|Publication number||US6507920 B1|
|Application number||US 09/354,137|
|Publication date||Jan 14, 2003|
|Filing date||Jul 15, 1999|
|Priority date||Jul 15, 1999|
|Also published as||CA2379694A1, CA2379694C, DE60005528D1, DE60005528T2, EP1200895A1, EP1200895B1, WO2001006369A1|
|Publication number||09354137, 354137, US 6507920 B1, US 6507920B1, US-B1-6507920, US6507920 B1, US6507920B1|
|Inventors||Eric L. Truebenbach|
|Original Assignee||Teradyne, Inc.|
|Export Citation||BiBTeX, EndNote, RefMan|
|Patent Citations (9), Non-Patent Citations (6), Referenced by (5), Classifications (16), Legal Events (8)|
|External Links: USPTO, USPTO Assignment, Espacenet|
This invention relates generally to automatic test equipment, and more particularly to extending synchronous busses in automatic test systems that test synchronous bus devices.
Modern computer systems employ high-speed synchronous busses for communicating data. Synchronous busses coordinate operations on a bus by providing a common clock to all bus devices. Asynchronous busses do not use a common clock to coordinate activities. Examples of synchronous busses include PCI, AGP, and Cardbus.
Manufacturers of electronic circuit boards employ automatic test equipment (“ATE” or “testers”) to ensure that their products meet requirements for performance and functionality. In one testing configuration, a unit under test (“UUT”) is attached to a tester via one or more interface connectors, and the tester exercises the UUT by reproducing the UUT's native environment. Where the UUT is itself a synchronous bus card, a tester might reproduce the bus environment by including a complete synchronous bus to which the UUT connects.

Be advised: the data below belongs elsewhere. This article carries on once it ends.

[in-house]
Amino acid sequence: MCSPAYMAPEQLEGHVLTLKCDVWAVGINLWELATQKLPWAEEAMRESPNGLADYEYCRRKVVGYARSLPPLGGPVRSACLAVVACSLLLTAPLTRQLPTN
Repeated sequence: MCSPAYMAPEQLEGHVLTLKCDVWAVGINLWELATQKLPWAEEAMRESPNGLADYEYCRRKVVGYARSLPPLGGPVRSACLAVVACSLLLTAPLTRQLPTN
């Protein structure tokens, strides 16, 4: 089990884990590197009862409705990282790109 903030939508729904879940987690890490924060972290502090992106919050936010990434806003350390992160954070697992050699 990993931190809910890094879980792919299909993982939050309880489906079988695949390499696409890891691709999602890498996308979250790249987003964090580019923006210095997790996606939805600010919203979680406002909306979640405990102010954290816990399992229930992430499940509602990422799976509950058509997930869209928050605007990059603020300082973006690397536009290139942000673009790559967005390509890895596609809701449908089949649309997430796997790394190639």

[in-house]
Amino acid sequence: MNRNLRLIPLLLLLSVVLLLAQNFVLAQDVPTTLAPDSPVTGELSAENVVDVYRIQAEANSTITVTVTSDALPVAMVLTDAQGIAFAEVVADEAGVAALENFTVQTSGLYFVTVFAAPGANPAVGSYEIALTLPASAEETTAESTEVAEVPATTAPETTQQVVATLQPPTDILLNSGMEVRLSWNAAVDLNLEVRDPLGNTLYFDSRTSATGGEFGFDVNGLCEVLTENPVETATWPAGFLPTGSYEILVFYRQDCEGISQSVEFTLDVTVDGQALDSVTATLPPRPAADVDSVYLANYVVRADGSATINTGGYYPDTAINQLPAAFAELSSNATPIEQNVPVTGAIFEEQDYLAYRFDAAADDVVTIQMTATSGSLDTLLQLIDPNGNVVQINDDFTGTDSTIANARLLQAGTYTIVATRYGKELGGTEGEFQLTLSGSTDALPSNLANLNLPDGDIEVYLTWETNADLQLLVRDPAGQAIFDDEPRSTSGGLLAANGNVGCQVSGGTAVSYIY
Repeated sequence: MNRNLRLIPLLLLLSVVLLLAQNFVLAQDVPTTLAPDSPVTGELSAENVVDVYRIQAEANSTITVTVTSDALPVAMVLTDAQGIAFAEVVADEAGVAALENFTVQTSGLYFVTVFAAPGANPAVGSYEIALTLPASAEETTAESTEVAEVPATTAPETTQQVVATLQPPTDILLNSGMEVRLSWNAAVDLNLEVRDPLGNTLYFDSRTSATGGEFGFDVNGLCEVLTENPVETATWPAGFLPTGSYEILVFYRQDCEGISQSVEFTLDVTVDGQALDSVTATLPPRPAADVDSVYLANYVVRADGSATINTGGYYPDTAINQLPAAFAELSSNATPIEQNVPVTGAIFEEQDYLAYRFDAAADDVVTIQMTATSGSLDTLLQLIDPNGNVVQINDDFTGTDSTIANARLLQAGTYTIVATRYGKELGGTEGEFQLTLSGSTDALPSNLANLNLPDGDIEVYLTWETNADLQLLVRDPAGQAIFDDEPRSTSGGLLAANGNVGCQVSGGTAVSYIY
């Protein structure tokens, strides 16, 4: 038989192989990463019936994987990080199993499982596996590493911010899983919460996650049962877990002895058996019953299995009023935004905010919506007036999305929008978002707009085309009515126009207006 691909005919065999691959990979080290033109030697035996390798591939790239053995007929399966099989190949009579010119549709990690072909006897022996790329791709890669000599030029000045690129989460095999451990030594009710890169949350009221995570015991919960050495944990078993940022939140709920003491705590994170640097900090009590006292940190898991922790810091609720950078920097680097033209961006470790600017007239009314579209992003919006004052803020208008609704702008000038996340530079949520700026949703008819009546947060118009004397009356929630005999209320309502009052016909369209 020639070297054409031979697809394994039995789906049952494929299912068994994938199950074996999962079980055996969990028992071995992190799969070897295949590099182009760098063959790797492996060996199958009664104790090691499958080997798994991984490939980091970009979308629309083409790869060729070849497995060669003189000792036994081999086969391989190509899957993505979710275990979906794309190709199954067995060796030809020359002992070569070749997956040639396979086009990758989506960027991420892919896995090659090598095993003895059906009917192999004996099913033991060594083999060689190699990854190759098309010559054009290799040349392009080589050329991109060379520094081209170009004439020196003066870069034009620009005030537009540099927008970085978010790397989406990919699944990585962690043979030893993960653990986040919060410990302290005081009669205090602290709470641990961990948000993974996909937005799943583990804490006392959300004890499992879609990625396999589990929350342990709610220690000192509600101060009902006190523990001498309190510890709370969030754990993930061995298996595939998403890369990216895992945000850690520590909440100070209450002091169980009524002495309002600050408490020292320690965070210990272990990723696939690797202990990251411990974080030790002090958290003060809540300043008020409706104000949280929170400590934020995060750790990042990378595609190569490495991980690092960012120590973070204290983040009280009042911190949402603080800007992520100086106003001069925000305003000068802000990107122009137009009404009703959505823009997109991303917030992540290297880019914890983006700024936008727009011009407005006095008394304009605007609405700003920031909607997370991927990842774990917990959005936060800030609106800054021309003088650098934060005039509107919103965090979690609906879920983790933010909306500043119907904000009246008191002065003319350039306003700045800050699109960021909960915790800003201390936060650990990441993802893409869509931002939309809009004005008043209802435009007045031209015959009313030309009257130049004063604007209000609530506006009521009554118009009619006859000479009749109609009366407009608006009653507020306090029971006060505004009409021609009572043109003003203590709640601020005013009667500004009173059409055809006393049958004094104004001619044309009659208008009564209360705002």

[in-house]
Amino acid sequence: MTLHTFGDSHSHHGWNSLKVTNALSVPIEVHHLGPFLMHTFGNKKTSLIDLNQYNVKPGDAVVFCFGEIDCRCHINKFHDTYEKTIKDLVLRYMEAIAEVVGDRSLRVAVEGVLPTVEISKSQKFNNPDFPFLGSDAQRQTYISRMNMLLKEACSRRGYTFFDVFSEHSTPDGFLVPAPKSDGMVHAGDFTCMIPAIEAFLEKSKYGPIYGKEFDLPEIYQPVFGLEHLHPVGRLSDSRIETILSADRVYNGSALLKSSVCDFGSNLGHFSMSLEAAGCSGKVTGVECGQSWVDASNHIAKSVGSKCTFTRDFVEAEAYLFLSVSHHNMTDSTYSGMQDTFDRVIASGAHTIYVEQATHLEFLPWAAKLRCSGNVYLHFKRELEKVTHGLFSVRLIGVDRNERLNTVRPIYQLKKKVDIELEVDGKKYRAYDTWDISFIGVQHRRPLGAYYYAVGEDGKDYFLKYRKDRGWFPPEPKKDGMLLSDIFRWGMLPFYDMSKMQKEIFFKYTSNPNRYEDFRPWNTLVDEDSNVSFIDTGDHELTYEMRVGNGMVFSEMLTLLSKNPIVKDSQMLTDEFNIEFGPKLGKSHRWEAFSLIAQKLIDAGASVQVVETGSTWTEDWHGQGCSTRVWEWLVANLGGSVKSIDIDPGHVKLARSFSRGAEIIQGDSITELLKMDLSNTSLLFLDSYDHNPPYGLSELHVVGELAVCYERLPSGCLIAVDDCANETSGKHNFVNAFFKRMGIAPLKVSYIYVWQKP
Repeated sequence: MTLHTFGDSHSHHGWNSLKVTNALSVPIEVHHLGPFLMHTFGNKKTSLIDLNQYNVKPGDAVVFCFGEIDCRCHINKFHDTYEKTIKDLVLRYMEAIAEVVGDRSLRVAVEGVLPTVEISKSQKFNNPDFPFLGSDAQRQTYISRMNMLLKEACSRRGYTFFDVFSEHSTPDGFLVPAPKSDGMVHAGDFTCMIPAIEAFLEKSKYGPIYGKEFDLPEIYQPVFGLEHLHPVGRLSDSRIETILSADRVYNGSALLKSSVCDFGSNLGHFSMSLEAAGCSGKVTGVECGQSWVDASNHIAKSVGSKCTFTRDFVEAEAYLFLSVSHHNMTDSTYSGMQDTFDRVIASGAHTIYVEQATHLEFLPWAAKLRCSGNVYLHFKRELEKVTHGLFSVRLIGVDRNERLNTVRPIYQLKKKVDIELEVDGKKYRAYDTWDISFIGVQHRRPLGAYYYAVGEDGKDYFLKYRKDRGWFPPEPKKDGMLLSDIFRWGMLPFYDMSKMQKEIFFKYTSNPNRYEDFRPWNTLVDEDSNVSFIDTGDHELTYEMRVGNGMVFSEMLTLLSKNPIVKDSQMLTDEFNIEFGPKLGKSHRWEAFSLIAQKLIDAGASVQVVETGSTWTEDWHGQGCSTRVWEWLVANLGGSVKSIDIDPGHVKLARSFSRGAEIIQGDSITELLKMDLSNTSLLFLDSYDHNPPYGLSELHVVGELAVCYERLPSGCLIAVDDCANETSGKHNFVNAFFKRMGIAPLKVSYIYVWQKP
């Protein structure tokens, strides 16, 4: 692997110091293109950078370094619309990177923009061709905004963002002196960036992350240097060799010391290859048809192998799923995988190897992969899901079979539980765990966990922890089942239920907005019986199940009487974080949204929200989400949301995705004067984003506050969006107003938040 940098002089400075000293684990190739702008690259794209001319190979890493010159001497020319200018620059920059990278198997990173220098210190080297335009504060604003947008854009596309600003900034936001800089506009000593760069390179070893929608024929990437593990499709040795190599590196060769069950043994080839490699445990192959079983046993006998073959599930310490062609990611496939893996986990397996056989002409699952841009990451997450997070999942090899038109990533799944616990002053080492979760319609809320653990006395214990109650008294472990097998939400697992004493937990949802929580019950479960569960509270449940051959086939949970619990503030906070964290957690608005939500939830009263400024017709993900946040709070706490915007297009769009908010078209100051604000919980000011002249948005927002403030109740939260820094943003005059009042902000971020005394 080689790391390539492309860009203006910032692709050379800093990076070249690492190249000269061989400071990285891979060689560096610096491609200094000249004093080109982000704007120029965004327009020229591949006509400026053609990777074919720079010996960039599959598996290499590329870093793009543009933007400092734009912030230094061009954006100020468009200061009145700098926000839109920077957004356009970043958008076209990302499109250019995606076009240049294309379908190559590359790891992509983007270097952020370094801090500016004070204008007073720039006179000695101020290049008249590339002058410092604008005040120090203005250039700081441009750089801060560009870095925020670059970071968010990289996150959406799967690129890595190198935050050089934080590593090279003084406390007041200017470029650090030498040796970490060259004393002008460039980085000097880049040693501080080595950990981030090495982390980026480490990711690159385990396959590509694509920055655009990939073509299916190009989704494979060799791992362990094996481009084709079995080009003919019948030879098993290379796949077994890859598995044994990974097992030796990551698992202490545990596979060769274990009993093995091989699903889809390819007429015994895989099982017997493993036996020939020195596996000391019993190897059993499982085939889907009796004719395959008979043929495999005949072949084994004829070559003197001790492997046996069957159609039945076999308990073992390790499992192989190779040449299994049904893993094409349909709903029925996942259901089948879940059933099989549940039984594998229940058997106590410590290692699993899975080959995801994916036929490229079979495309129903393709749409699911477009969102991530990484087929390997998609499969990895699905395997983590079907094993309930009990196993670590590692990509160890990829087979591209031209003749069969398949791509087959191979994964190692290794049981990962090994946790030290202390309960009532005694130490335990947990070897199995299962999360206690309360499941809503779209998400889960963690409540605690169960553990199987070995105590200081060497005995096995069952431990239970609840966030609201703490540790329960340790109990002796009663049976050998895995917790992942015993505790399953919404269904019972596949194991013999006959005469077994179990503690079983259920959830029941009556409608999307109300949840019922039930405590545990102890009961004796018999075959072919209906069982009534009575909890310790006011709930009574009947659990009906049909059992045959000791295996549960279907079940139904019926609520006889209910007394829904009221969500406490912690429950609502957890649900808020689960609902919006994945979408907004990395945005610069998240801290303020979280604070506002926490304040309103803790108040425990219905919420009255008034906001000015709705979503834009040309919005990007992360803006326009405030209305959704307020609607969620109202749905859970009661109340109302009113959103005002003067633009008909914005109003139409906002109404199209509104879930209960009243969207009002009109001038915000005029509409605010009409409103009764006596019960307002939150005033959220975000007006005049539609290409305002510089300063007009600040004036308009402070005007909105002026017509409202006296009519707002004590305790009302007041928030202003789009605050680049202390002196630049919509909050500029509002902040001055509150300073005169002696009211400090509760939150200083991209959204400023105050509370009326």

Certain characteristics of synchronous busses make ATE testing of synchronous bus cards problematic. A primary limitation of synchronous busses is that in order to operate at high speed they must generally be kept short. Synchronous busses that operate at 33 MHz and above are seldom more than one foot long. The need to keep synchronous busses short forces the entire bus with all of its accompanying hardware and cooling into a location near the tester interface. The area around the tester interface tends to be crowded already, however. In addition to being the focal point of most of the tester's resources, the tester interface typically also includes test adapters, auxiliary equipment, and handlers for loading and unloading UUTs. Therefore, the need to keep synchronous busses short conflicts with the lack of available space near the tester interface.